Senate Finance Committee Chairman Max Baucus (D-Mont.) will play a critical role in the next surface transportation bill, because his panel oversees the major federal funding source for highways and transit, the financially struggling Highway Trust Fund.
At a May 17 hearing of his committee, Baucus noted the trust fund's expected late 2012 shortfall and said he was looking for creative ways to deal with surface transportation financing.
He said the Finance panel "has already started to think creatively," studying such things as public-private partnerships, infrastructure bonds and a national infrastructure authority, an idea recently proposed by Sens. John Kerry (D-Mass.) and Kay Bailey Hutchison (R-Texas).
"All options should be on the table," Baucus said.
(View statements by Baucus, Sen. Orrin Hatch and witnesses who testified at the hearing.)
Among the witnesses at the hearing was former Pennsylvania Gov. Edward Rendell (D). Rendell, co-chair of the infrastructure-advocacy group Building America's Future, laid out hs short list. It includes broader authority for tolls on existing federally funded highways, tapping the private sector for investments; bonds; expanding Transportation Infrastructure Finance and Innovation Act loans; launching an infrastructure bank; and expediting projects by shortening the time for environmental reviews.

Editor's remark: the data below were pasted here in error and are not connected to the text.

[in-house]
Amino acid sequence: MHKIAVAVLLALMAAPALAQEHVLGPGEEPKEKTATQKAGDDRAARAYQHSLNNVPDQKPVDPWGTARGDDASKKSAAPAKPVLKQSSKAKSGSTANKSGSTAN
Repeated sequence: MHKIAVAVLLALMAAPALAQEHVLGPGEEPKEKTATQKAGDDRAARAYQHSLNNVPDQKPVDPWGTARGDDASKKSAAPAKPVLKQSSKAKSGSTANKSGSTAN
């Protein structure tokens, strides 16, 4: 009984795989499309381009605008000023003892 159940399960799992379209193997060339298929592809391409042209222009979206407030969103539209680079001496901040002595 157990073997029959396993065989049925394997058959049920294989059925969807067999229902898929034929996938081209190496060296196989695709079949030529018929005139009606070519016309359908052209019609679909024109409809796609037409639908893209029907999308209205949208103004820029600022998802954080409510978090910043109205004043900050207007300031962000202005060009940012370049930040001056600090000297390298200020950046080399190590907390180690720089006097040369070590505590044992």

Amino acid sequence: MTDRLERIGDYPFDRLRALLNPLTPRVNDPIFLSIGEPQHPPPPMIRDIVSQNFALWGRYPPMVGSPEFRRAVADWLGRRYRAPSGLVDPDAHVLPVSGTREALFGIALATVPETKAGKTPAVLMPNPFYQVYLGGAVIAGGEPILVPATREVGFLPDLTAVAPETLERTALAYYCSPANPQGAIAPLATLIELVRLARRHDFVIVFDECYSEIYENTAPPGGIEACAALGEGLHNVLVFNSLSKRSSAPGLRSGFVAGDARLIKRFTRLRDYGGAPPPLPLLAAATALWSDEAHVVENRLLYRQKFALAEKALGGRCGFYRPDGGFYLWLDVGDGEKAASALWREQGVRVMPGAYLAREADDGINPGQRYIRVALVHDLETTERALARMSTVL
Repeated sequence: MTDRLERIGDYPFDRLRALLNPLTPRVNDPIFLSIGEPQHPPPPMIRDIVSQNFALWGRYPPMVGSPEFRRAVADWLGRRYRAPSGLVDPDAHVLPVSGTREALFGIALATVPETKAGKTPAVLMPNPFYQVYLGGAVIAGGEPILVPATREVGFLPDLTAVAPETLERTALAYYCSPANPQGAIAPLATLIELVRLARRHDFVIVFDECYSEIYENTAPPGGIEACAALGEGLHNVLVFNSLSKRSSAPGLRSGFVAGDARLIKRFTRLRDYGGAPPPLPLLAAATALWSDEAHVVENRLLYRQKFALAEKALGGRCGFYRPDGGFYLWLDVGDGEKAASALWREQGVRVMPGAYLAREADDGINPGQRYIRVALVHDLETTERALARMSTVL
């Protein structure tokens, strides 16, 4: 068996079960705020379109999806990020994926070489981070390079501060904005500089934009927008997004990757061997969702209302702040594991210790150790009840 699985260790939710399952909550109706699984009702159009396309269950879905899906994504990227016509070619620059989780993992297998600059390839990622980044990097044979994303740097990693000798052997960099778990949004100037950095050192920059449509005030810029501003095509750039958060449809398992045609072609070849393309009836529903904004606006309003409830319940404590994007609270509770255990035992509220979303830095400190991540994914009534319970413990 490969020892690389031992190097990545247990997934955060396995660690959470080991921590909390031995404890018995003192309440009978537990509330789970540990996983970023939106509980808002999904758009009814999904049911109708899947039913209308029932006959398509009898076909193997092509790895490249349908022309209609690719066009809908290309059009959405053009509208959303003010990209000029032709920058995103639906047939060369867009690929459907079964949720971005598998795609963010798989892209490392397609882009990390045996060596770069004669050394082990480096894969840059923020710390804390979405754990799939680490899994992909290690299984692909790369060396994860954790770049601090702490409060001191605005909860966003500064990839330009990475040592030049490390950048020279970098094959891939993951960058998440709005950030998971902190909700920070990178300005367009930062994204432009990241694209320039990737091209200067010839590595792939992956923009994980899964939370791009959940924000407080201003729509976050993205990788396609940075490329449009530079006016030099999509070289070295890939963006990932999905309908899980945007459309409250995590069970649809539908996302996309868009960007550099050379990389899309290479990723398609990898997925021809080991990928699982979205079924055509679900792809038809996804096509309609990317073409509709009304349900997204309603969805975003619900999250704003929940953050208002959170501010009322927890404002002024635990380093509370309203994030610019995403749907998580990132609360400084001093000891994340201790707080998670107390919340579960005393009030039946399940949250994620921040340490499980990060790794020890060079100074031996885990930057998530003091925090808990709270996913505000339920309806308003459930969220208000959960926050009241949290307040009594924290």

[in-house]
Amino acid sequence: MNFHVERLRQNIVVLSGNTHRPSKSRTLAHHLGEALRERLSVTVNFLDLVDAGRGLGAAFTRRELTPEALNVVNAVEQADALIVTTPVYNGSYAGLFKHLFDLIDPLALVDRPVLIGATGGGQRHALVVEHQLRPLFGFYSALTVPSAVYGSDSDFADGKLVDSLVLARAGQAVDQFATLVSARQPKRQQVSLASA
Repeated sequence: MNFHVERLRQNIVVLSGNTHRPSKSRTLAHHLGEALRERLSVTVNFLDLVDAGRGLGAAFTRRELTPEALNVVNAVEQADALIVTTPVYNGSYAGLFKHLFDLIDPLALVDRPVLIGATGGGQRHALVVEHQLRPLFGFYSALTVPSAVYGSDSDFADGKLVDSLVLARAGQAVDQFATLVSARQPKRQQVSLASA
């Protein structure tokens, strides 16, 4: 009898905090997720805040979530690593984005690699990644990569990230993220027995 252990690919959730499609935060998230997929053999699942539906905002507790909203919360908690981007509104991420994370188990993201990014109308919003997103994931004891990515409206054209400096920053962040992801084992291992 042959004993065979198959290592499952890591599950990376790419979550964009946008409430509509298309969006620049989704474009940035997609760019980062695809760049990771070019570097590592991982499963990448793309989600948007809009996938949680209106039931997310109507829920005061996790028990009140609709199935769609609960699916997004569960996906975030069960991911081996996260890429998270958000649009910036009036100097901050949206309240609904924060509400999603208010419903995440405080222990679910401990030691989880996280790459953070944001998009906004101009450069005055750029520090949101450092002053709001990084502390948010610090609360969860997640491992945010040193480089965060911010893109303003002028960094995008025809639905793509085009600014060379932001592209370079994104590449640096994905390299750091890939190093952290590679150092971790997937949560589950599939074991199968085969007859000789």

But a senior Finance Committee Republican, Orrin Hatch of Utah, emphasized the GOP's tough fiscal line. Hatch said, "We need to look beyond simply putting more money into a leaky and broken down Highway Trust Fund or hiding the rusted--out shell of the trust fund among other financing vehicles that appear to be in better shape."
Joseph Kile, the Congressional Budget Office's assistant director for microeconomic studies, spelled out the trust fund's woes.
Kile said CBO's projections show the fund's highway account would show a shortfall towards the end of fiscal 2012--which ends Sept. 30 of that year--or early in FY 2013.
The trust fund has limped through the past couple of years only because of transfers from the general fund totaling about $34.5 billion since 2008.
Hatch's comment indicates skepticism about further general-fund transfers to the trust fund.
An increase in the 18.4-cent-per-gallon federal gasoline tax of course would bolster the trust fund, but lawmakers from both parties--and the White House--have ruled out a gas-tax hike.